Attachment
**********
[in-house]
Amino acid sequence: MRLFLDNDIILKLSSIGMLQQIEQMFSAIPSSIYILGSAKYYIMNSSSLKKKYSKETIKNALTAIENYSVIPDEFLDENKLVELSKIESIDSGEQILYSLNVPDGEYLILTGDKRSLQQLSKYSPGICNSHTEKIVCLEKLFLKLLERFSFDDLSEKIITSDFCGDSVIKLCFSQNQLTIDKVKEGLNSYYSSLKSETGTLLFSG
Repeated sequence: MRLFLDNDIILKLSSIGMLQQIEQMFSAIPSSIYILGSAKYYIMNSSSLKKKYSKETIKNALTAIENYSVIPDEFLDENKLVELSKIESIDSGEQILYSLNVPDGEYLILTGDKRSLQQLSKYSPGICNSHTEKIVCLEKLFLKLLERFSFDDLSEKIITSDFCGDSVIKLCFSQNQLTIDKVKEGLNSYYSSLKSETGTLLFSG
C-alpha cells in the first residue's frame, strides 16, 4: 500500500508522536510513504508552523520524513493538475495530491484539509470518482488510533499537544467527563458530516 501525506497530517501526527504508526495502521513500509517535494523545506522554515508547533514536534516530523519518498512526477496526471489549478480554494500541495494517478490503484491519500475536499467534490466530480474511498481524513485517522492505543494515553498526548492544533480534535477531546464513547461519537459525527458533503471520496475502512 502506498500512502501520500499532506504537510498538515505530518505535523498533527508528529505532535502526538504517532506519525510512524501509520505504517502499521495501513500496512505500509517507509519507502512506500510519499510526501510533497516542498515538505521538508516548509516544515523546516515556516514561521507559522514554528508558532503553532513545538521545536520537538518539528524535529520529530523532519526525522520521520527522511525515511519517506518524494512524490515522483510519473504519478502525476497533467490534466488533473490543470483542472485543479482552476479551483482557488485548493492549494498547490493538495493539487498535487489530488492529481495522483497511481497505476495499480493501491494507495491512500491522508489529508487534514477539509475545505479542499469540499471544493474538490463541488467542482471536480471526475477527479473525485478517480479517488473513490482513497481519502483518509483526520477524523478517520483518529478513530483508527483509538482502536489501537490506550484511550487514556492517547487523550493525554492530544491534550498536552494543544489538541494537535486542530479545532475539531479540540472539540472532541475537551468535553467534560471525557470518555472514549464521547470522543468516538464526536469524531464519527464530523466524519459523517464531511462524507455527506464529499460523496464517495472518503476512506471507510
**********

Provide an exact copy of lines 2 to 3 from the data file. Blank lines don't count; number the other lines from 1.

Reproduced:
Amino acid sequence: MRLFLDNDIILKLSSIGMLQQIEQMFSAIPSSIYILGSAKYYIMNSSSLKKKYSKETIKNALTAIENYSVIPDEFLDENKLVELSKIESIDSGEQILYSLNVPDGEYLILTGDKRSLQQLSKYSPGICNSHTEKIVCLEKLFLKLLERFSFDDLSEKIITSDFCGDSVIKLCFSQNQLTIDKVKEGLNSYYSSLKSETGTLLFSG
Repeated sequence: MRLFLDNDIILKLSSIGMLQQIEQMFSAIPSSIYILGSAKYYIMNSSSLKKKYSKETIKNALTAIENYSVIPDEFLDENKLVELSKIESIDSGEQILYSLNVPDGEYLILTGDKRSLQQLSKYSPGICNSHTEKIVCLEKLFLKLLERFSFDDLSEKIITSDFCGDSVIKLCFSQNQLTIDKVKEGLNSYYSSLKSETGTLLFSG